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New Challenges Arise for Olympic Village and Venue Planning

By Anthonia Akitunde in News on May 16, 2009 6:00PM

Artist's conceptual image of the Olympic Village, south of the proposed Lake Michigan Sports Complex, which would house 90 percent of the athletes competing in the 2016 games.

The International Olympic Committee has come and gone, but the challenges surrounding Chicago’s 2016 Olympic bid still loom large.

The Olympic Village, which would provide temporary housing for athletes before being swooped up by private developers after the Games, has been the subject of many concerns. Many Olympics opposition groups believe the Village would displace Chicago residents living around the proposed site, the abandoned Michael Reese Hospital campus.

On top of displacement worries, private developers and the IOC wonder how the close to $1 billion project will be funded. Crain’s Chicago Business reports that Chicago will buy the site for $86 million but will depend on private developers to “construct and finance the housing project.” Cassandra Francis, who is charge of the project, said that while banks are more cautious with loaning money, the bid committee believed it could get “traditional funding.” Francis also said the committee would look into federal funding for parts of the project involving affordable, student and senior housing.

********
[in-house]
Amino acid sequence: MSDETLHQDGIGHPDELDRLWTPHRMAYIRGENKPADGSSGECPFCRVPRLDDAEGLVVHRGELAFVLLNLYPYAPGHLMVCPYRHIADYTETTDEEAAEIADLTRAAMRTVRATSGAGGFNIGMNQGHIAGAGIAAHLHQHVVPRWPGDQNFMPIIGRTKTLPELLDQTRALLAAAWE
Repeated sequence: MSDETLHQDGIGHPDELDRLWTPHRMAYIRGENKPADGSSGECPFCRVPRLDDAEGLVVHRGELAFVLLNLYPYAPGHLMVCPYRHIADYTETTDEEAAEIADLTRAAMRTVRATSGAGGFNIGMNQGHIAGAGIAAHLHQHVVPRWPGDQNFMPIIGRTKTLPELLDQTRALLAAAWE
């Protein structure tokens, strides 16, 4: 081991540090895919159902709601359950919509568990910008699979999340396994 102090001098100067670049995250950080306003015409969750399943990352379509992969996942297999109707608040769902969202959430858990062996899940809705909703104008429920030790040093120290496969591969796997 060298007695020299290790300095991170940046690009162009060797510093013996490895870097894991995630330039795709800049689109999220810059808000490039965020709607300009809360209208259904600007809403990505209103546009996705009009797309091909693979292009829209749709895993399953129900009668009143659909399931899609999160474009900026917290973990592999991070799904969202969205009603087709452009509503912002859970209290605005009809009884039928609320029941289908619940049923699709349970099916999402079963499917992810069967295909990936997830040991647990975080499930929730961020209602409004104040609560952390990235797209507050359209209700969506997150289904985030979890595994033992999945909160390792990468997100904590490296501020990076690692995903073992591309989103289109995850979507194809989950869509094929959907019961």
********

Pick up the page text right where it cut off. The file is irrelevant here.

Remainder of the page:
Crain’s reports that although contractors are excited by the prospect of new business if Chicago won the bid in October, financing assistance would be necessary.

And over in Lincoln Park, residents are locked in a reportedly heated battle over the proposed building of a $31 million tennis complex in Waveland Park. According to Chicago 2016 website, the Lincoln Park Tennis Center, as it would be called, would feature three competition arenas with a center court that seats 10,000 spectators.

The Lincoln Park Advisory Council stalled a resolution outright opposing the proposed location as some residents favored a less stringent resolution favoring an alternate location. Others wonder what ecological effects the proposed tennis complex would have on a nearby bird sanctuary.

[Crain's, Chicago 2016, Tribune, NBC Chicago]